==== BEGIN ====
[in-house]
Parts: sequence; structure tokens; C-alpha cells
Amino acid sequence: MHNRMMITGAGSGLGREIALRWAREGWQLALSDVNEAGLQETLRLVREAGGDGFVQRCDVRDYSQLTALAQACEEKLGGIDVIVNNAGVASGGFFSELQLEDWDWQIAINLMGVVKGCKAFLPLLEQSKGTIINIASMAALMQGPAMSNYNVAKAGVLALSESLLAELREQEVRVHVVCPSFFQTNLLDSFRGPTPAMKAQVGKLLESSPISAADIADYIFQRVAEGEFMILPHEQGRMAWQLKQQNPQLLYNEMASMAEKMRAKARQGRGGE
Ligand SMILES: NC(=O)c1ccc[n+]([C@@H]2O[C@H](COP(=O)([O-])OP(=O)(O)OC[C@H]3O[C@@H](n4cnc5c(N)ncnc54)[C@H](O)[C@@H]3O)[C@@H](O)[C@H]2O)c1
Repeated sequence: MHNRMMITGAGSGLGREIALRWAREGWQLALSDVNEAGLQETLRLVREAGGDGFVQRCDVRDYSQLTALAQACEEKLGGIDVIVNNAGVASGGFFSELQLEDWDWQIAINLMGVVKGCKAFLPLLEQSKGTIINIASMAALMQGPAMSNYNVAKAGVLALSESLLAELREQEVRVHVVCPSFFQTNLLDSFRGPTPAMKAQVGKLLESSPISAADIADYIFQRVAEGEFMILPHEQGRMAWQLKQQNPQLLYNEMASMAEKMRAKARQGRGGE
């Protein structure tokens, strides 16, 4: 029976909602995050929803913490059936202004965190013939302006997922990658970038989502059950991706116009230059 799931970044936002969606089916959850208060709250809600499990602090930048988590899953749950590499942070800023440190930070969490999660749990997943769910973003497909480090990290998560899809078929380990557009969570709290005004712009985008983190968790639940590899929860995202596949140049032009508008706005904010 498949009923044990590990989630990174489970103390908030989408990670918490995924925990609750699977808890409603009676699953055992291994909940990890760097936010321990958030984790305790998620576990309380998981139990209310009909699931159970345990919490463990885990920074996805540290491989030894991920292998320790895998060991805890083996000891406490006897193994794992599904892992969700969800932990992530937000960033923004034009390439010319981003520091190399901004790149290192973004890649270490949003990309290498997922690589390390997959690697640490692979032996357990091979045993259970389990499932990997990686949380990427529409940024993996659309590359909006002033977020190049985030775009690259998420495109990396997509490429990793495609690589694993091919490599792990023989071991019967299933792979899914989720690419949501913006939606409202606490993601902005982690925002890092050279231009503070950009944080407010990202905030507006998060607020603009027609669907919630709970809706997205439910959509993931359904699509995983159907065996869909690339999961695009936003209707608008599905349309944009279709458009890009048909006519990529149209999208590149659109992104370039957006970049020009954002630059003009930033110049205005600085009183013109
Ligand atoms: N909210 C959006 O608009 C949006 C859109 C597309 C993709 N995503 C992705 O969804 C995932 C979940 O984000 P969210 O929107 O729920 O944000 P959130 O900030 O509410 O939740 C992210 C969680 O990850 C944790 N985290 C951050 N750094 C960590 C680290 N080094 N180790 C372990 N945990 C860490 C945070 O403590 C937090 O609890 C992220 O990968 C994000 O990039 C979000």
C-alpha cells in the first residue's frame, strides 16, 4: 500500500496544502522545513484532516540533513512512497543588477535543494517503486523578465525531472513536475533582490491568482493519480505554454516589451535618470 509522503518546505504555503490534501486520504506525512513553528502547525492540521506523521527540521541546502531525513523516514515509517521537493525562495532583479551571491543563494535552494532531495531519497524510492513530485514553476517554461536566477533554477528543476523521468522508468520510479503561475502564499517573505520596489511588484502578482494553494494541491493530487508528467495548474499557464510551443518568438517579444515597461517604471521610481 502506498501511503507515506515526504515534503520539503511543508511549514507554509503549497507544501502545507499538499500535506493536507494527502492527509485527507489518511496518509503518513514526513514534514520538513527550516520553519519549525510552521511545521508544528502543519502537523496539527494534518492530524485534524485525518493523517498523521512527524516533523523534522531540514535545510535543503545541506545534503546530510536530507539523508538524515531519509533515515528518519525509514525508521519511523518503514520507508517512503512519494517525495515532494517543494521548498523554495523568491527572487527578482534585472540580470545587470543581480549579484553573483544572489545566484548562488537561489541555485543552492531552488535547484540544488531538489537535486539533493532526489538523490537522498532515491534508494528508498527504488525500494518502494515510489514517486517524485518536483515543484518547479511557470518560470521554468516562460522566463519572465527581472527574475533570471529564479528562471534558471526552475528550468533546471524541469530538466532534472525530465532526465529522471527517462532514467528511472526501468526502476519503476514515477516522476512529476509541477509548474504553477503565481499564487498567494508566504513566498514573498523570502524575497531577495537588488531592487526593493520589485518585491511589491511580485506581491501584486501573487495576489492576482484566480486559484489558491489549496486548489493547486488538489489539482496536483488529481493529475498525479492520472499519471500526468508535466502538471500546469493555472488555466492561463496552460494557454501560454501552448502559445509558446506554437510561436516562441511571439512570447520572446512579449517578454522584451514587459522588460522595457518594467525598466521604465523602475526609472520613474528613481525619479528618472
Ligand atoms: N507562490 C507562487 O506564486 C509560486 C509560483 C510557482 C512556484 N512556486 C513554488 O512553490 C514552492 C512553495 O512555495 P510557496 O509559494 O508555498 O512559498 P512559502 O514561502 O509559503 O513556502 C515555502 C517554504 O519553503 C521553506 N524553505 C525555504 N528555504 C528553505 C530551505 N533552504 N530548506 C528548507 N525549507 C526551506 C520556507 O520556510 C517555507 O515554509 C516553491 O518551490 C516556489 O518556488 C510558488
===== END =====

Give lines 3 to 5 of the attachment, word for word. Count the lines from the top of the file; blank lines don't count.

Amino acid sequence: MHNRMMITGAGSGLGREIALRWAREGWQLALSDVNEAGLQETLRLVREAGGDGFVQRCDVRDYSQLTALAQACEEKLGGIDVIVNNAGVASGGFFSELQLEDWDWQIAINLMGVVKGCKAFLPLLEQSKGTIINIASMAALMQGPAMSNYNVAKAGVLALSESLLAELREQEVRVHVVCPSFFQTNLLDSFRGPTPAMKAQVGKLLESSPISAADIADYIFQRVAEGEFMILPHEQGRMAWQLKQQNPQLLYNEMASMAEKMRAKARQGRGGE
Ligand SMILES: NC(=O)c1ccc[n+]([C@@H]2O[C@H](COP(=O)([O-])OP(=O)(O)OC[C@H]3O[C@@H](n4cnc5c(N)ncnc54)[C@H](O)[C@@H]3O)[C@@H](O)[C@H]2O)c1
Repeated sequence: MHNRMMITGAGSGLGREIALRWAREGWQLALSDVNEAGLQETLRLVREAGGDGFVQRCDVRDYSQLTALAQACEEKLGGIDVIVNNAGVASGGFFSELQLEDWDWQIAINLMGVVKGCKAFLPLLEQSKGTIINIASMAALMQGPAMSNYNVAKAGVLALSESLLAELREQEVRVHVVCPSFFQTNLLDSFRGPTPAMKAQVGKLLESSPISAADIADYIFQRVAEGEFMILPHEQGRMAWQLKQQNPQLLYNEMASMAEKMRAKARQGRGGE